ISSUE-26 (was Re: origin bound key generation)

On Wed, Aug 22, 2012 at 1:06 PM, Seetharama Rao Durbha
<S.Durbha@cablelabs.com> wrote:
> Ryan
>
> Thanks for opening an issue related to this. We can use it to track the
> conversations.
>
> I think that depending on how restrictive or flexible (and regardless) our
> origin-bound policy is going to be, it is imaginable that applications may
> want a slightly different interpretation or result. Today, browsers allow
> the (server) applications to set this policy for cookies  and I think we
> can extend the same feature to keys.
>
> Seetharama

cookie.domain is still restricted by SOP. It only covers sub-domains.

You cannot cross-publish domains to other origins. That opens a host
of attack vectors, most notably session pinning.

As I also understand it, the cookie.domain process is not well
regarded as a good or desired API for future security decisions.

To be clear - we're talking about origins on the basis of RFC 6454 (
http://tools.ietf.org/html/rfc6454 ) , the "Web Origin Concept".

In particular, please see Sections 3.4.1 and 3.4.3 for why I think
this is a dangerous idea.

>
> On 8/22/12 11:25 AM, "Ryan Sleevi" <sleevi@google.com> wrote:
>
> On Wed, Aug 22, 2012 at 8:30 AM, Seetharama Rao Durbha
> <S.Durbha@cablelabs.com> wrote:
>
>
>
> On 8/21/12 7:33 PM, "Ryan Sleevi" <sleevi@google.com> wrote:
>
> I've been trying to find a way to propose text that balances these
> concerns, but to be honest, I don't have a good solution. Part of this
> is what lead to the proposal of requiring CSP, since this can mitigate
> (some of) the security concerns, but I think there's still a lot of
> security risks that have to be talked through and discussed before we
> go too far.
>
>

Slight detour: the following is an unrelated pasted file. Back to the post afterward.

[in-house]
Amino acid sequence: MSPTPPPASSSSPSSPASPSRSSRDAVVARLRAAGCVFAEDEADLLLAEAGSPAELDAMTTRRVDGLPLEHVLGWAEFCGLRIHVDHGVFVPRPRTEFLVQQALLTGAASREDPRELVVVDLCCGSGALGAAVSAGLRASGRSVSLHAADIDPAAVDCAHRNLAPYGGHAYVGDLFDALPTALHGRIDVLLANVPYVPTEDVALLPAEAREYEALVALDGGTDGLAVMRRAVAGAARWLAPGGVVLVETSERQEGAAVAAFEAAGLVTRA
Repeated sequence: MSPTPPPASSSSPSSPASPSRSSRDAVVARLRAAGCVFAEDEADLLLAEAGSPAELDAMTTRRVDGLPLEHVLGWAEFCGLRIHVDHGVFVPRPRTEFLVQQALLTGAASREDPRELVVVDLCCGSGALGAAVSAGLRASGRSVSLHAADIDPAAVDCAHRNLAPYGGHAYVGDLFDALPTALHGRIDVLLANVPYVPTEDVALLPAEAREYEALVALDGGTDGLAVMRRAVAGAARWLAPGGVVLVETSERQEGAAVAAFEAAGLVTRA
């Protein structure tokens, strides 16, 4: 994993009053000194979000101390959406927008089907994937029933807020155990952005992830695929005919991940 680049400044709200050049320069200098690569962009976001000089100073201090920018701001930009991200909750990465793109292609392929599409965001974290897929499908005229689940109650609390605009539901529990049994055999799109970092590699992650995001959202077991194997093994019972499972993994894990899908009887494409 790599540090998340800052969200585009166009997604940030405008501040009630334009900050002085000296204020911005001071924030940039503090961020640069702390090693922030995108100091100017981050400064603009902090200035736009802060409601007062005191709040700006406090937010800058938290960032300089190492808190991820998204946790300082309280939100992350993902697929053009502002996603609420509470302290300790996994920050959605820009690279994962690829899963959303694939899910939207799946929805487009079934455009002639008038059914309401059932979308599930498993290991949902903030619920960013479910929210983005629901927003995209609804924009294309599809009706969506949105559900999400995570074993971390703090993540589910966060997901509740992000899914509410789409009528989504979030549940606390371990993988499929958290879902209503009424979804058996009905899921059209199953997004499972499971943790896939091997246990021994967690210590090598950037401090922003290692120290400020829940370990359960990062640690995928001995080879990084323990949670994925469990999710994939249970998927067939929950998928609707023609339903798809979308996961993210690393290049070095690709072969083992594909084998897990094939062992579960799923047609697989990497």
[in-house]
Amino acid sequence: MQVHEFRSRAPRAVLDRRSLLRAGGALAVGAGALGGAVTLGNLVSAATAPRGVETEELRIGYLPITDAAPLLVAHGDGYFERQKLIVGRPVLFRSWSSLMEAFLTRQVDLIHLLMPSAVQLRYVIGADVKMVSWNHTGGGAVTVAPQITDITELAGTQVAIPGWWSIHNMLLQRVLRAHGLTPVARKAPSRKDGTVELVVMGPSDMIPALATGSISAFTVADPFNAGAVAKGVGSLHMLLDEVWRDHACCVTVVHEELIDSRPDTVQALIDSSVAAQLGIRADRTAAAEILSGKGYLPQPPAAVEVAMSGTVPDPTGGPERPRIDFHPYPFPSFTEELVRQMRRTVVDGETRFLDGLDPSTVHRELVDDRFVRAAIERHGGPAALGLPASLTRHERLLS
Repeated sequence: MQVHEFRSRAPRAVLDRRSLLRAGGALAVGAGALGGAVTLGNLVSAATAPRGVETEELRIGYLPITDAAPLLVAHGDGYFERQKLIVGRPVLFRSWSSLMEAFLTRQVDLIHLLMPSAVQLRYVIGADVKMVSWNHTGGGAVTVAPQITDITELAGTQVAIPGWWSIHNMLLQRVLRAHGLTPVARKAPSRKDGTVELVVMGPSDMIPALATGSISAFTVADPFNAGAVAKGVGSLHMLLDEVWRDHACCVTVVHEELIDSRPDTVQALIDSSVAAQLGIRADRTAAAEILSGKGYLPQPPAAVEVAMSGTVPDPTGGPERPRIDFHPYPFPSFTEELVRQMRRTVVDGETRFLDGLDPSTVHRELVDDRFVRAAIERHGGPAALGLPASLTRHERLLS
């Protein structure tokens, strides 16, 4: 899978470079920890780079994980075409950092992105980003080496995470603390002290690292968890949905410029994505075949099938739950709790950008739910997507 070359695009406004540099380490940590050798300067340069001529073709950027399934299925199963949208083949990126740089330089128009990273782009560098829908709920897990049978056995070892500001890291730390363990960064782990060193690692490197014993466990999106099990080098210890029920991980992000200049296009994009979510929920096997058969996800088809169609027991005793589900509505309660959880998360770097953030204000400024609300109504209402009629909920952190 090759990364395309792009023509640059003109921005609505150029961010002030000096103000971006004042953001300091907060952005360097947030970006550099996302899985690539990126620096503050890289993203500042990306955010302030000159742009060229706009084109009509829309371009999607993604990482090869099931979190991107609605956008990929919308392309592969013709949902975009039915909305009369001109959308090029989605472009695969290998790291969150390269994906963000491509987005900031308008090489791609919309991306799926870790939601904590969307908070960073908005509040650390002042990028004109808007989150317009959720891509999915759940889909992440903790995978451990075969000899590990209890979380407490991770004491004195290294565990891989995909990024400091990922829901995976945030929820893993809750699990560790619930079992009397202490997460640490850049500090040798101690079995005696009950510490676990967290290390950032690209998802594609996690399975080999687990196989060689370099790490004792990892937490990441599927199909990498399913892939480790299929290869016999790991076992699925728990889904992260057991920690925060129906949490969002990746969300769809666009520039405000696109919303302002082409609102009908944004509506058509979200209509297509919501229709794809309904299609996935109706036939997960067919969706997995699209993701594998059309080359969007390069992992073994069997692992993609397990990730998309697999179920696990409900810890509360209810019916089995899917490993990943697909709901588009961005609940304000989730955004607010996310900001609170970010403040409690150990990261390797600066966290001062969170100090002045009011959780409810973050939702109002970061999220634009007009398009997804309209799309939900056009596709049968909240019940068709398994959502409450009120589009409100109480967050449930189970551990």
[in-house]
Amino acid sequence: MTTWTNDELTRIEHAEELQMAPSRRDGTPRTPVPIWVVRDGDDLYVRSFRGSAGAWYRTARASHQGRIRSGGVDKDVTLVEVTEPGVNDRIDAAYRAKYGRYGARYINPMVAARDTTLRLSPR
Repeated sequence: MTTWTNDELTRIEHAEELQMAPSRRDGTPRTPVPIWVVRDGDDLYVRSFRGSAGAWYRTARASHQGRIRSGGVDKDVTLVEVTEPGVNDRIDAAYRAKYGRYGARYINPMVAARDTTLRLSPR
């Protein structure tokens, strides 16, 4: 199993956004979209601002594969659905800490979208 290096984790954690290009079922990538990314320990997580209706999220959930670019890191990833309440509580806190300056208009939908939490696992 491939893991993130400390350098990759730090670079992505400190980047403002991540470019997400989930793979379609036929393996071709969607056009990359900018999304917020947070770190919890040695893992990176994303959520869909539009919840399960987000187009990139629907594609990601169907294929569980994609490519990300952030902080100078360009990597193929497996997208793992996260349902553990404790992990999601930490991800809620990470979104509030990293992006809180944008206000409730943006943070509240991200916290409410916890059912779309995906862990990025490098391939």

> Ryan,
> From my notes at the F2F, we had attributes of type scope (including access
> control and temporary/permanent). These were supposed to be set at the time
> of creation and read-only after that. Access control attribute was meant to
> allow the origin to specify which sites can access/use this key (may be we
> need granularity of purpose too).
>
>
> My notes on access control had it related to key usage.
>
> I have not been following the conversations much lately, but I do not see
> the access control attribute in the draft (temporary is there). Has it been
> dropped because of some reason?
>
>
> To the extent it's been discussed on the list, there seems to be
> opposition to granting multiple origins access to a key. See Mark and
> Mitch's responses about wanting to have keys that are only available
> to a single origin, and what I read as general opposition to
> permitting key sharing.
>
> While David mentioned it as a possibility, there hasn't really been
> discussion on
> 1) What use cases it has
> 2) What the security implications are
> 3) What the behaviour should be
>   3a) Can it only be specified at creation or is it mutable at some later
> point
>   3b) The behaviour of pre-provisioned keys
>
>
> The usage of Web Intents offers one way for origins to "share" keys,
> and without undermining the fundamental properties of the key (eg:
> allowing Origin-B to spoof messages from/to Origin-A).
>
> I think it's something still reasonable to discuss if the WG wants to,
> but we should open another ISSUE to capture the requirements and need.
>

Received on Wednesday, 22 August 2012 20:57:40 UTC